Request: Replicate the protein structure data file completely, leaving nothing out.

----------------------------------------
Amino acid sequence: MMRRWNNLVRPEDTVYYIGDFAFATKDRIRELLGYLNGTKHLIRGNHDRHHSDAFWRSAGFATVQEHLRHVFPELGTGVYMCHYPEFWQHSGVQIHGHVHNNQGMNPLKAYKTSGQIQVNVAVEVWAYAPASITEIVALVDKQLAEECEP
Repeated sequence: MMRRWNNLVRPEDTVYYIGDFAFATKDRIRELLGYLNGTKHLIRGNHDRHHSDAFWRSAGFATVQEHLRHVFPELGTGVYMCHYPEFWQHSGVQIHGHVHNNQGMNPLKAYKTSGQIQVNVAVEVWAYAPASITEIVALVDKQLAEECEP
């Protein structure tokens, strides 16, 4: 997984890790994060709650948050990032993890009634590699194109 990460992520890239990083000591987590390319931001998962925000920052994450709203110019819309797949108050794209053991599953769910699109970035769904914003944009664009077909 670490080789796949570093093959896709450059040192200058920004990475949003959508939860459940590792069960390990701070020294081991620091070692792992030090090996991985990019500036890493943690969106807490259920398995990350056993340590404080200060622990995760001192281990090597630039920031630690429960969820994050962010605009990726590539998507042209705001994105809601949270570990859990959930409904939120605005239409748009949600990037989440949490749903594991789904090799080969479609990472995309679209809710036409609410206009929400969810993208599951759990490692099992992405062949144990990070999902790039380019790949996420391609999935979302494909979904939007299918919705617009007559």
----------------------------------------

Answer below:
Amino acid sequence: MMRRWNNLVRPEDTVYYIGDFAFATKDRIRELLGYLNGTKHLIRGNHDRHHSDAFWRSAGFATVQEHLRHVFPELGTGVYMCHYPEFWQHSGVQIHGHVHNNQGMNPLKAYKTSGQIQVNVAVEVWAYAPASITEIVALVDKQLAEECEP
Repeated sequence: MMRRWNNLVRPEDTVYYIGDFAFATKDRIRELLGYLNGTKHLIRGNHDRHHSDAFWRSAGFATVQEHLRHVFPELGTGVYMCHYPEFWQHSGVQIHGHVHNNQGMNPLKAYKTSGQIQVNVAVEVWAYAPASITEIVALVDKQLAEECEP
């Protein structure tokens, strides 16, 4: 997984890790994060709650948050990032993890009634590699194109 990460992520890239990083000591987590390319931001998962925000920052994450709203110019819309797949108050794209053991599953769910699109970035769904914003944009664009077909 670490080789796949570093093959896709450059040192200058920004990475949003959508939860459940590792069960390990701070020294081991620091070692792992030090090996991985990019500036890493943690969106807490259920398995990350056993340590404080200060622990995760001192281990090597630039920031630690429960969820994050962010605009990726590539998507042209705001994105809601949270570990859990959930409904939120605005239409748009949600990037989440949490749903594991789904090799080969479609990472995309679209809710036409609410206009929400969810993208599951759990490692099992992405062949144990990070999902790039380019790949996420391609999935979302494909979904939007299918919705617009007559």